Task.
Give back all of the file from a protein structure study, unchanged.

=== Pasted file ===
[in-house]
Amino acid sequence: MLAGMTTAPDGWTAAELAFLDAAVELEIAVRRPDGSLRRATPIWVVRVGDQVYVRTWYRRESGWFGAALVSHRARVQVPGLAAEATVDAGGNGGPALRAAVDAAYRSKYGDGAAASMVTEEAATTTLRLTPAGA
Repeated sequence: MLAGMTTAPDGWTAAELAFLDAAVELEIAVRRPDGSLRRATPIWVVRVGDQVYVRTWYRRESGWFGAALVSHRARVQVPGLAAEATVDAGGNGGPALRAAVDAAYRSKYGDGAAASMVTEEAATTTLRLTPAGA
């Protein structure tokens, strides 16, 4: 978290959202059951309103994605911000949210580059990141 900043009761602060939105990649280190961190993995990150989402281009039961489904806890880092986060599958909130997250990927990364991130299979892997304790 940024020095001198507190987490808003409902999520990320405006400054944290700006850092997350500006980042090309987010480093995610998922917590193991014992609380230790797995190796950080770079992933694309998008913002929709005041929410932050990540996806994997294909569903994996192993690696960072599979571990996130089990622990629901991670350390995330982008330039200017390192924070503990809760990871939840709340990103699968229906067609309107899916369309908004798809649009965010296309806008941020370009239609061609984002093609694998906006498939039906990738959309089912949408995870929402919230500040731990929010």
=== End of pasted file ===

[in-house]
Amino acid sequence: MLAGMTTAPDGWTAAELAFLDAAVELEIAVRRPDGSLRRATPIWVVRVGDQVYVRTWYRRESGWFGAALVSHRARVQVPGLAAEATVDAGGNGGPALRAAVDAAYRSKYGDGAAASMVTEEAATTTLRLTPAGA
Repeated sequence: MLAGMTTAPDGWTAAELAFLDAAVELEIAVRRPDGSLRRATPIWVVRVGDQVYVRTWYRRESGWFGAALVSHRARVQVPGLAAEATVDAGGNGGPALRAAVDAAYRSKYGDGAAASMVTEEAATTTLRLTPAGA
């Protein structure tokens, strides 16, 4: 978290959202059951309103994605911000949210580059990141 900043009761602060939105990649280190961190993995990150989402281009039961489904806890880092986060599958909130997250990927990364991130299979892997304790 940024020095001198507190987490808003409902999520990320405006400054944290700006850092997350500006980042090309987010480093995610998922917590193991014992609380230790797995190796950080770079992933694309998008913002929709005041929410932050990540996806994997294909569903994996192993690696960072599979571990996130089990622990629901991670350390995330982008330039200017390192924070503990809760990871939840709340990103699968229906067609309107899916369309908004798809649009965010296309806008941020370009239609061609984002093609694998906006498939039906990738959309089912949408995870929402919230500040731990929010």